New York City shut down (except for “essential” businesses and services).
“Shelter-in-place” orders for residents in cities, counties, and states across America.
Store shelves normally packed with paper products totally emptied.
Parks, theaters, gyms and recreation centers closed.
Restaurants closed except for take-out or delivery.
Hardly any traffic on roads normally clogged with people trying to get somewhere.
Looking at footage of empty city streets it’s difficult not to wonder, ‘Is this a new season of (AMC’s) “The Walking Dead?” Or am I going to wake up soon?’
Welcome to the “COVID-19 Pandemic,” which has turned our lives upside-down in just a couple weeks’ time. As the number of confirmed US cases of this coronavirus topped 90,000 and the US death toll approached 1,400 on March 27, the United States claimed the top spot on Johns Hopkins University’s “Coronavirus COVID-19 Global Cases” tracked by the university’s Center for Systems Science and Engineering.
New York has become the epicenter of the COVID-19 outbreak in the United States with almost 45,000 confirmed cases, hospitals overflowing and more than 500 deaths as of midday March 27. (Some good news: At the same time more than 60,000 New York State medical professionals had volunteered to help in the fight against COVID-19.)
As of this writing, other US “hot-spot” states include Washington (where the first case was identified) California, Texas, Louisiana and Florida.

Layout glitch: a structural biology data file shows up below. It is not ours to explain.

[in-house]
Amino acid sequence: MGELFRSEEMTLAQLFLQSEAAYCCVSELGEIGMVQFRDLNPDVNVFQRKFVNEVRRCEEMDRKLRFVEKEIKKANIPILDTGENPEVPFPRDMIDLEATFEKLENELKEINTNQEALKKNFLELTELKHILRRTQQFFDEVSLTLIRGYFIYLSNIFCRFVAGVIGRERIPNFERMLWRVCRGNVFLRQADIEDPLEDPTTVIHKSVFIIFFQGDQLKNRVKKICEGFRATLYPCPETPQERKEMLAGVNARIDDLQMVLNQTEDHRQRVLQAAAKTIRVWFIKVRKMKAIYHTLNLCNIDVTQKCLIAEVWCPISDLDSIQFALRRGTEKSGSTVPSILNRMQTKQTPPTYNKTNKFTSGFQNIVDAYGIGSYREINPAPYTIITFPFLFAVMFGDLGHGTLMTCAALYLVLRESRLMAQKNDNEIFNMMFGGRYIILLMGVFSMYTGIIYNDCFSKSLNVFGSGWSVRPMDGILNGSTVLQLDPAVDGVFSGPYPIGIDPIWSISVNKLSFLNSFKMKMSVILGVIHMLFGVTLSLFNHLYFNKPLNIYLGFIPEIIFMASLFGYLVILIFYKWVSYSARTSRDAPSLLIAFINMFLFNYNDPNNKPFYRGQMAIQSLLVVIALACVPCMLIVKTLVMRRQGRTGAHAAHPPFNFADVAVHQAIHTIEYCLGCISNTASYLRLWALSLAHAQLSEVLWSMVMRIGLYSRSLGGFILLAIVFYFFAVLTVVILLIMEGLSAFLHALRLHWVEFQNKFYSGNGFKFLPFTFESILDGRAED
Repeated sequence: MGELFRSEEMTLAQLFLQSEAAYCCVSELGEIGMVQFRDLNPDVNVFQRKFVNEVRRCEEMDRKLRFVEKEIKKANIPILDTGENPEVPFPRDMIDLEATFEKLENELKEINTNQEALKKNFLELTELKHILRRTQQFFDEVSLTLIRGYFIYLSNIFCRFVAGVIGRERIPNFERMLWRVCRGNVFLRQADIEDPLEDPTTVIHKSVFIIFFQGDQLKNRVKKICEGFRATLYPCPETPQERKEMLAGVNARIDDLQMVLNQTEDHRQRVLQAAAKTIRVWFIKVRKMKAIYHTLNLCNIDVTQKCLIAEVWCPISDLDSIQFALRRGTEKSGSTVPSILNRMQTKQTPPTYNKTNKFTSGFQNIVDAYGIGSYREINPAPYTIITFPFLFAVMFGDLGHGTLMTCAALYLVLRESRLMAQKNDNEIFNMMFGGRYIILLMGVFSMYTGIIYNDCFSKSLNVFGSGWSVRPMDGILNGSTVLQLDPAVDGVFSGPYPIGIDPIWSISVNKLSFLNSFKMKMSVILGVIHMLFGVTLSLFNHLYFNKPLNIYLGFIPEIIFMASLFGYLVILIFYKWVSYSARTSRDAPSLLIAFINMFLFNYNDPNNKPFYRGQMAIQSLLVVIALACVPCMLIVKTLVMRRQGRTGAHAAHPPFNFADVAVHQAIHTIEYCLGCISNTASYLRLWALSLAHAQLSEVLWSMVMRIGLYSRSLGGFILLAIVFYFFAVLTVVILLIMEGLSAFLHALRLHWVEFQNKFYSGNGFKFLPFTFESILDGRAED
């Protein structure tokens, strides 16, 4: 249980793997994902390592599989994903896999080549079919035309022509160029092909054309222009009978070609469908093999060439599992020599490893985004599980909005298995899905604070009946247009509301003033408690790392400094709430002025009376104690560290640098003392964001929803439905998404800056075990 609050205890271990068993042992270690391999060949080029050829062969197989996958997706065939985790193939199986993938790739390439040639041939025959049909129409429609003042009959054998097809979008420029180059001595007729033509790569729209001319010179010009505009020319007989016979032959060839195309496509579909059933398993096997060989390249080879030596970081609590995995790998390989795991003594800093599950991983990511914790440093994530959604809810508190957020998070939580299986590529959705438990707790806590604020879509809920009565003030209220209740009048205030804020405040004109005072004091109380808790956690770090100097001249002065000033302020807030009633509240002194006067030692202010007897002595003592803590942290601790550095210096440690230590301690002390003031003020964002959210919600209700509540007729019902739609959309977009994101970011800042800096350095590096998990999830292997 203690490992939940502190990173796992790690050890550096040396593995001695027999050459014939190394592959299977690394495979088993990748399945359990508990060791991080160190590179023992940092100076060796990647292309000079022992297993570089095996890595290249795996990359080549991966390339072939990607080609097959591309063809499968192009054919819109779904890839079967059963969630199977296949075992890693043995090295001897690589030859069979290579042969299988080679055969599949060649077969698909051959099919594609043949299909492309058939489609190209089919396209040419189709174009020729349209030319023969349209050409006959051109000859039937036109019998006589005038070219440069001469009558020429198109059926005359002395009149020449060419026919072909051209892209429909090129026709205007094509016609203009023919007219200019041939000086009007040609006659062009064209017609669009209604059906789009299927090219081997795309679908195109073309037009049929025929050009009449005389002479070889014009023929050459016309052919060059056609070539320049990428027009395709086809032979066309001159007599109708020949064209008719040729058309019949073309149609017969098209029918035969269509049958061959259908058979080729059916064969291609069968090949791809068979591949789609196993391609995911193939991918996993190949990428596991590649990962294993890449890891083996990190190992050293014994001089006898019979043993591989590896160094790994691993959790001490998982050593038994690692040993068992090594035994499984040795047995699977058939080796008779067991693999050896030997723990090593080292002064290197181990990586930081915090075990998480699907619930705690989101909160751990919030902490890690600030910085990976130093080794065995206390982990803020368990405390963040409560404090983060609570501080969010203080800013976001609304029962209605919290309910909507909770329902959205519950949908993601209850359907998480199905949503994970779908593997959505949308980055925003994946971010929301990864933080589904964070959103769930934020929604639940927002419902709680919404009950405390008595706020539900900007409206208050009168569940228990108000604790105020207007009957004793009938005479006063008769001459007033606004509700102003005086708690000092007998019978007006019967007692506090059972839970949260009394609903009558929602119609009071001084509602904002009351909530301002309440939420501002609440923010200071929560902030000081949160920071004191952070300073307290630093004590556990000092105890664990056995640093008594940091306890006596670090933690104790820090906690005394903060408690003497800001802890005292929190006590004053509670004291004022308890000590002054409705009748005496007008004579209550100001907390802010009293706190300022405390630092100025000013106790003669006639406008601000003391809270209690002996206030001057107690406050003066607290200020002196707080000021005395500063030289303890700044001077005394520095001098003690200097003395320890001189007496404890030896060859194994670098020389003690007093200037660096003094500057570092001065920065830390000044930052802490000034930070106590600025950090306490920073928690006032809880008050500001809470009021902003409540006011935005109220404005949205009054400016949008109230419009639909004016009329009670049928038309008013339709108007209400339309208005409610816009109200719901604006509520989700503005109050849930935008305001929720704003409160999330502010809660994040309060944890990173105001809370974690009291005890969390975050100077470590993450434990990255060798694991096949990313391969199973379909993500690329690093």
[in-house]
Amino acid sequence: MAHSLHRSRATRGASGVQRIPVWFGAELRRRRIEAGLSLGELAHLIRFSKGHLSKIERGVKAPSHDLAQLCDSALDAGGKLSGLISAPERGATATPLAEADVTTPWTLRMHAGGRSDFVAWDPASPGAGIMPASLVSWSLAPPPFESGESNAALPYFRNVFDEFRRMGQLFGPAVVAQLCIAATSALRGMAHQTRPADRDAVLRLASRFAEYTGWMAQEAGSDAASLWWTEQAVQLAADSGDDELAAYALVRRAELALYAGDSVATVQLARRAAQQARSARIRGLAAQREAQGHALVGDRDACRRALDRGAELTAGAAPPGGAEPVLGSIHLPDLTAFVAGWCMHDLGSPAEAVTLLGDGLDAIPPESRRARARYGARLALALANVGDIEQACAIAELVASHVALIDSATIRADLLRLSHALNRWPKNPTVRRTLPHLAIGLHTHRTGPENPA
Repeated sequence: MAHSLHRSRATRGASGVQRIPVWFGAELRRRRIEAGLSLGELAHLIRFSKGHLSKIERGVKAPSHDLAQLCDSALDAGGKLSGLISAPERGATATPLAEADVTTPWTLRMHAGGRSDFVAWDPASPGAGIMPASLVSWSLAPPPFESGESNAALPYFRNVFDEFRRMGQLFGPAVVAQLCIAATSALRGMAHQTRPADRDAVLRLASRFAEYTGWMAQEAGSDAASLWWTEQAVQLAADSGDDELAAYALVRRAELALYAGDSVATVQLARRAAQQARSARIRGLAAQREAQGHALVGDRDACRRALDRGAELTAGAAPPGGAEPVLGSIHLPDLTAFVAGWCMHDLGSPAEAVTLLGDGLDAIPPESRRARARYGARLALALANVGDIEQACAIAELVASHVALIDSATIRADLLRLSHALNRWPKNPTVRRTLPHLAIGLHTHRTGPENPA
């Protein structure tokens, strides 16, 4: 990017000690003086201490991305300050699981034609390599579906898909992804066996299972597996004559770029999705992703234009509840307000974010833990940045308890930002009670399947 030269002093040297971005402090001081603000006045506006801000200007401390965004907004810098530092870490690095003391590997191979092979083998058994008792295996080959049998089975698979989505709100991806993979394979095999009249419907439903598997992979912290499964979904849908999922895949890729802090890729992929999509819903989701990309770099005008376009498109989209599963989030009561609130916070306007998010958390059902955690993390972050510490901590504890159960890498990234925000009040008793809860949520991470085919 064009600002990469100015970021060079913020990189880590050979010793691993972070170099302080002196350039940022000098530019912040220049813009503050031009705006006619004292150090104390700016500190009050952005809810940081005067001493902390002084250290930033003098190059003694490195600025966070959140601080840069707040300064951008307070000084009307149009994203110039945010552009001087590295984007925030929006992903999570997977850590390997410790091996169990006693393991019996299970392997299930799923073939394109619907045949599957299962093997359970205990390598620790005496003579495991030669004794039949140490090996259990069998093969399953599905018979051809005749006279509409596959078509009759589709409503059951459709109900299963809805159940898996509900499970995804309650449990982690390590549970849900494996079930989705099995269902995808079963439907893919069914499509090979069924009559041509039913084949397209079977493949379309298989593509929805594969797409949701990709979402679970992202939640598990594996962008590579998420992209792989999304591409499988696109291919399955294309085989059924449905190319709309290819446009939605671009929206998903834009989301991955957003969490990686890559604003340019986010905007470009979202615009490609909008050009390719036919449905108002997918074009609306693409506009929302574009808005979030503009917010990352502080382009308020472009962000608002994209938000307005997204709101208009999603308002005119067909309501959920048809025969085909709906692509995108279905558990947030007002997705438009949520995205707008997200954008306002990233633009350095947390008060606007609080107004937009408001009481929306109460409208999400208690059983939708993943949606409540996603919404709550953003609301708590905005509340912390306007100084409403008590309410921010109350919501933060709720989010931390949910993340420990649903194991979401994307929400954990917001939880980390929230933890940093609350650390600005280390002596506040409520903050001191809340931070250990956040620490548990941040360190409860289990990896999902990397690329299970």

Since President Trump declared a national state of emergency a couple of weeks ago, each of the 50 states, plus four US territories and the District of Columbia, has issued emergency declarations related to COVID-19. This gives governors greater flexibility in accessing and deploying resources to fight the pandemic.
Federation Facilitates Flexibility
In at least 18 of 50 US states, this has included relaxing medical licensing and renewal regulations to accommodate the expected surge in COVID-19 cases across the country. That number has increased from the 25 states that had joined the Interstate Medical Licensure Compact as of January 10, according to Medscape.com. Finalized in 2014 and implemented in April 2017, the compact also includes the District of Columbia and Guam.
The Federation of State Medical Boards (FSMB) has developed recommendations for governments seeking to ensure adequate clinician coverage through emergency changes to licensure requirements. The guidelines address clinician eligibility, verification, duration and documentation to ensure the care being provided balances public health with public safety.
On March 18, Vice President Mike Pence said the Trump Administration supports plans to allow physicians to work across state lines. That same day the FSMB released a letter it had sent to the vice president offering free, 30-day access to its Physician Data Center (PDC), which FSMB President and Chief Executive Officer Humayun J. Chaudhry, DO, described as “the nation’s most comprehensive repository of licensure and disciplinary information for the more than 1 million physicians and physician assistants licensed in the US.”
Chaudhry said the PDC would allow hospitals, federal agencies, and state medical boards to instantly verify licenses and other credentials for clinicians being deployed to areas impacted by the COVID-19 virus without compromising patient safety or treatment quality. Healthcare staffing companies–including locum tenens agencies–know this is huge in deploying medical professionals to hospitals and other healthcare facilities where they’re needed faster.
As of this writing, the states reporting no changes to medical licensing or renewals included Minnesota, Missouri, Nebraska, Nevada, South Dakota, Utah, Vermont, West Virginia, and Wisconsin.